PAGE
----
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Sunday, February 23, 2003
Kids will be kids

When I decided to start blogging some nine months ago as a result of a Guardian article (my blogfather), I looked at many weblogs to see if I could pick up any hints. One of the blogs I alighted on was Poet & Peasant.

I got the address from the Grauniad's list of World blogs, immediately seeing the allusion to a work by Franz von Suppé.

Eventually, I asked the originator of this blog for some information. She was gracious enough to give it to me and a lot of other help subsequently, too. I then started my own blog and let her know about it. I was her first 'blogchild’. I wonder if she has had any more; I don't really count as a child because she's clearly old enough to be my granddaughter.

I learnt recently that she had finished her old blog (under Blogger) and migrated to Movable Type. In all probability, half of the known Universe has contemplated that particular step (I have thought about it but I am already at the limits of my technical skill.) Accordingly, she has called her new blog Reflections in D Minor.

Now, for a blog concerned mostly with classical music, this is not the most felicitous of titles, even if D Minor is the key signature of Mozart's Requiem, his K466 Piano Concerto, and the Queen of the Night's second aria in Die Zauberflote.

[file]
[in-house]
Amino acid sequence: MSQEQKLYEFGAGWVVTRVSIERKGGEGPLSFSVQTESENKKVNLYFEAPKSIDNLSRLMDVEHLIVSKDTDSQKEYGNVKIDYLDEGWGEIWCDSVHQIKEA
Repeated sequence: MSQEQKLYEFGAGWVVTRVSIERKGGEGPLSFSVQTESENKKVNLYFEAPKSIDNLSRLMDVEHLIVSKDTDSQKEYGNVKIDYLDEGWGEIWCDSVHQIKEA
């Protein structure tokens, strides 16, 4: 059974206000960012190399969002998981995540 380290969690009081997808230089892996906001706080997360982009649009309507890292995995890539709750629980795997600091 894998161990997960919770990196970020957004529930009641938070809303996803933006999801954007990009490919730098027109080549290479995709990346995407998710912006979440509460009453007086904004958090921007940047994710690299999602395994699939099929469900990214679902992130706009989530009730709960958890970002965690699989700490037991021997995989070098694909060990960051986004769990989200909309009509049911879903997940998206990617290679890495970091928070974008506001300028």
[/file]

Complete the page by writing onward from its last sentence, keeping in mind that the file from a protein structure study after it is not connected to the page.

Inapproriately enough, the title brought to mind the celebrated 'rockumentary' by Rob Reiner: This is Spinal Tap. For those not familiar with the work, here is a link that will give you a lot of the flavour of the film but it is obviously much better to watch it. If you have any interest in music, you should find it extremely entertaining.

The reason I find D Minor evocative is because of a memorable remark by the sub-Einstein intellectual Nigel Tufnell, Spinal Tap's lead guitarist: " Ah, D minor, the saddest of all keys...," he muses.

"So what's funny about that?" you may ask. Quite.

If I smile over 'Reflections in D Minor', it's because of the association.

And if children turn out to be a disappointment to their parents, well, that's the way of the World, innit?

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